Los Angeles Kings interim coach Jim Hiller didn’t offer any in-depth, detailed breakdown for why his team was eliminated by the Edmonton Oilers on Wednesday night.

“It’s a pretty simple write-up on this one: You saw one team execute and one team not on special teams,” Hiller said after the Kings’ 4-3 loss in Game 5 that marked the third straight season Edmonton sent Los Angeles packing in the opening round. “That was the difference. If we had performed well, we’d still be playing.”

The Oilers scored nine times on 20 power-play opportunities.

“Special teams hurt us a lot in this series,” Kings center Anze Kopitar said. “There were parts of the games where we were good, but you have to do it more often.”

The Oilers’ power play was so potent that it would score at even strength, too: Twice in Game 5 the Oilers scored in the immediate aftermath of a successful Kings penalty kill. Leon Draisaitl scored four seconds after Pierre-Luc Dubois left the penalty box to give Edmonton a 3-2 lead in the second period. Zach Hyman scored the eventual winning goal three seconds after Drew Doughty‘s penalty expired near the end of the second.

Draisaitl also scored on the power play, as the puck traveled over the line inside of Kings goalie David Rittich‘s glove. Edmonton scored at least one power-play goal in each game against the Kings and in 15 of its past 17 playoff games overall.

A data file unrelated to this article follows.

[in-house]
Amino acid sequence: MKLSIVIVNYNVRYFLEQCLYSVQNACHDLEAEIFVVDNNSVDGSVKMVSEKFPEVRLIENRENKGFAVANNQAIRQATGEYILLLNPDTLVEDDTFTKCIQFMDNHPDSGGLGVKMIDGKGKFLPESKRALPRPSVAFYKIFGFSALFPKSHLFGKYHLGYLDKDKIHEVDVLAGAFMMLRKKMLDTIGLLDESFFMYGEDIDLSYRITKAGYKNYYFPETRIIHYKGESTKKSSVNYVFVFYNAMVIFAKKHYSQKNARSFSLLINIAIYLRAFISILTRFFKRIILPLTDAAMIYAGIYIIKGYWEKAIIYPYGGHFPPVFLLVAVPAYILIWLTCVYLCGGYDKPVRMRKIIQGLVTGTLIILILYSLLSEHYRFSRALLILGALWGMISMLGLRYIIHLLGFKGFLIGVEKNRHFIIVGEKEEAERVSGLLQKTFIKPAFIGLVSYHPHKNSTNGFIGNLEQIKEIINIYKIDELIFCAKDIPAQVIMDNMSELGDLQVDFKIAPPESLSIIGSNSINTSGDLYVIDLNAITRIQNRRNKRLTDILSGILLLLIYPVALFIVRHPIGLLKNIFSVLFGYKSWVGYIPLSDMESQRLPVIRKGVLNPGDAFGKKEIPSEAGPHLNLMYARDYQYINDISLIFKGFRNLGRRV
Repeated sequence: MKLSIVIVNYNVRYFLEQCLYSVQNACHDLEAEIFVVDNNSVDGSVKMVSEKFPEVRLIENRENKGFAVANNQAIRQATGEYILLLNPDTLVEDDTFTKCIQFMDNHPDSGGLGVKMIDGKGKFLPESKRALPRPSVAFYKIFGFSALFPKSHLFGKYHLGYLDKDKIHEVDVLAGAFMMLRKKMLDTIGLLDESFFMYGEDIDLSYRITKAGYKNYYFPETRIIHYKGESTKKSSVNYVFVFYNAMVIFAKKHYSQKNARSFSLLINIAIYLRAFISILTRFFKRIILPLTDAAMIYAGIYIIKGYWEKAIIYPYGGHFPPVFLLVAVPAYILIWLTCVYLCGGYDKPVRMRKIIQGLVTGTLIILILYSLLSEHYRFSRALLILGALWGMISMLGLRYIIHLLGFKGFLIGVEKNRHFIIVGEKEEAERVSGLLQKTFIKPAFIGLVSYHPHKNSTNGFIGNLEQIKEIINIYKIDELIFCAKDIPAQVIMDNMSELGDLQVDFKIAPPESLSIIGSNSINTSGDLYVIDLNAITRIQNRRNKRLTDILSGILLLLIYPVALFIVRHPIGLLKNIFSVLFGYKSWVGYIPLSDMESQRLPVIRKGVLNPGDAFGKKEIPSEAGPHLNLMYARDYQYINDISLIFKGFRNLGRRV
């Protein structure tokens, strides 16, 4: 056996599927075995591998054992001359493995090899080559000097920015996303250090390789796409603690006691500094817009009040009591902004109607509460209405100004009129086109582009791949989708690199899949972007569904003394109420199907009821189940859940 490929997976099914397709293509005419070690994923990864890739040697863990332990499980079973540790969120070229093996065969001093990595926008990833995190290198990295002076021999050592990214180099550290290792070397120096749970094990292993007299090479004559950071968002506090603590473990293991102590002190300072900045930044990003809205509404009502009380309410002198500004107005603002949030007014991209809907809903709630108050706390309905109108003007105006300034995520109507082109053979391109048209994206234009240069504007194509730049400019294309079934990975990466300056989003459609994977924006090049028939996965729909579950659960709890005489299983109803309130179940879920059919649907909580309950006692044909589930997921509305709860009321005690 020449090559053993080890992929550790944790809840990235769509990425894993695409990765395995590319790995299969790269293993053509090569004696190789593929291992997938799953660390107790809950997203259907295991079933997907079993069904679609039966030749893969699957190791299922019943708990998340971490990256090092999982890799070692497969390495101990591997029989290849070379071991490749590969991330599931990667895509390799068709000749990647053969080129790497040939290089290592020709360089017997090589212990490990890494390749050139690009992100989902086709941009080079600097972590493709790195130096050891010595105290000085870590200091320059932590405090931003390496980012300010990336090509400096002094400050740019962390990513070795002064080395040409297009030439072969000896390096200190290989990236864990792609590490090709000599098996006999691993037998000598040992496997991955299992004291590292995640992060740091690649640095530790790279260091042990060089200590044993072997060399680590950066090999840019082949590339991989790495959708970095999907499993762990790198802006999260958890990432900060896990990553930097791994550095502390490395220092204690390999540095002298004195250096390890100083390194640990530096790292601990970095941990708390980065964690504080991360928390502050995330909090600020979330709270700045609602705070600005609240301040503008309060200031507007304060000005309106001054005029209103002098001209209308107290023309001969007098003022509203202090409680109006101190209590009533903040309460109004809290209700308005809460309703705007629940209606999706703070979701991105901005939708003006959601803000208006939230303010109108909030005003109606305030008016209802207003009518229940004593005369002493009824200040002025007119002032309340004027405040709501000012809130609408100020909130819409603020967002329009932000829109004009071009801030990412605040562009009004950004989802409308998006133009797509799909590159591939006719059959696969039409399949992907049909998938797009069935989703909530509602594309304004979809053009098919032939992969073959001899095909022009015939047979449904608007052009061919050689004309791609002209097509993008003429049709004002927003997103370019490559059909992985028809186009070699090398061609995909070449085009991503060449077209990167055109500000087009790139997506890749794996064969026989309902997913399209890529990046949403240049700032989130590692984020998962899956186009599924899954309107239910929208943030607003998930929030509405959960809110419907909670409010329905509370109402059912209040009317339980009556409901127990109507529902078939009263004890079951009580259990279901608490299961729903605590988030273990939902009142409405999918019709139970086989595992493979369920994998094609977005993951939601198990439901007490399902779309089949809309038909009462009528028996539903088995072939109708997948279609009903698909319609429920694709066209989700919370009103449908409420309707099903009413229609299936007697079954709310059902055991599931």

“Yes, they have an amazing power play. They threw a lot of things against us,” Doughty said. “But I think a lot of those goals were preventable. With a better PK, I think the series could have been … we would have taken it deeper, for sure.”

Oilers star Connor McDavid, who had two assists in the win, said their power play wasn’t even the best part of their special teams against Los Angeles.

“The penalty kill not giving up a goal, that’s really impressive,” McDavid said. “I think of the penalty kill in the third period of Game 4. Everybody on the kill was moving their feet, doing their job and sacrificing their bodies, which is not the most fun thing to do.”

The Oilers were shorthanded 12 times and didn’t allow a Los Angeles power-play goal.

“When you evaluate the series, it was our inability to score on the power play and their ability to score on the power play,” Hiller said.

The defeat marked the first time a team had been eliminated by the same opponent in three straight playoff seasons since the Chicago Blackhawks defeated the Minnesota Wild from 2013 to 2015.

“Definitely a disappointing feeling for the third year in a row. Just sucks right now,” Kopitar said. “Obviously not a great feeling getting the worst of it [against Edmonton] three years in a row.”

The Oilers will play the winner of the Vancouver Canucks‘ series against the Nashville Predators, which Vancouver leads 3-2 heading into Game 6 in Nashville.